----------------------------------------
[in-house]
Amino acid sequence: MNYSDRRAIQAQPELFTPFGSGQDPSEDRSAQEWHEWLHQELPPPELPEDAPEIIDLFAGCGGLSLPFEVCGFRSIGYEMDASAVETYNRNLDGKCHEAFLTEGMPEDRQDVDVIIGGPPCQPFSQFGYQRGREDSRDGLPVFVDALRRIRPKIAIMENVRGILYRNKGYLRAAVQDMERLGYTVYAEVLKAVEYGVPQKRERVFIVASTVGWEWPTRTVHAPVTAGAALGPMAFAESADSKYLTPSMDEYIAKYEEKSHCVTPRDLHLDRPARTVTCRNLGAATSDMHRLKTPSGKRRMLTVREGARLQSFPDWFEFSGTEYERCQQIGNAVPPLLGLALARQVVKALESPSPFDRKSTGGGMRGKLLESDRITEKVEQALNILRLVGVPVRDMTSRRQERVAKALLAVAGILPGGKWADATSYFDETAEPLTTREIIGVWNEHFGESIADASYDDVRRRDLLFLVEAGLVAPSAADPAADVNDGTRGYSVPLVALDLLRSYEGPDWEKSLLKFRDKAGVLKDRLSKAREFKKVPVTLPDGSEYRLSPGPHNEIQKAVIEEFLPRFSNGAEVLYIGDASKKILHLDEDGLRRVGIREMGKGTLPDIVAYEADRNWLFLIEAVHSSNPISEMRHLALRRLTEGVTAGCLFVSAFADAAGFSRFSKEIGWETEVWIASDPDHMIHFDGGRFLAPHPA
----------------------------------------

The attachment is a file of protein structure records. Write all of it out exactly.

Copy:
[in-house]
Amino acid sequence: MNYSDRRAIQAQPELFTPFGSGQDPSEDRSAQEWHEWLHQELPPPELPEDAPEIIDLFAGCGGLSLPFEVCGFRSIGYEMDASAVETYNRNLDGKCHEAFLTEGMPEDRQDVDVIIGGPPCQPFSQFGYQRGREDSRDGLPVFVDALRRIRPKIAIMENVRGILYRNKGYLRAAVQDMERLGYTVYAEVLKAVEYGVPQKRERVFIVASTVGWEWPTRTVHAPVTAGAALGPMAFAESADSKYLTPSMDEYIAKYEEKSHCVTPRDLHLDRPARTVTCRNLGAATSDMHRLKTPSGKRRMLTVREGARLQSFPDWFEFSGTEYERCQQIGNAVPPLLGLALARQVVKALESPSPFDRKSTGGGMRGKLLESDRITEKVEQALNILRLVGVPVRDMTSRRQERVAKALLAVAGILPGGKWADATSYFDETAEPLTTREIIGVWNEHFGESIADASYDDVRRRDLLFLVEAGLVAPSAADPAADVNDGTRGYSVPLVALDLLRSYEGPDWEKSLLKFRDKAGVLKDRLSKAREFKKVPVTLPDGSEYRLSPGPHNEIQKAVIEEFLPRFSNGAEVLYIGDASKKILHLDEDGLRRVGIREMGKGTLPDIVAYEADRNWLFLIEAVHSSNPISEMRHLALRRLTEGVTAGCLFVSAFADAAGFSRFSKEIGWETEVWIASDPDHMIHFDGGRFLAPHPA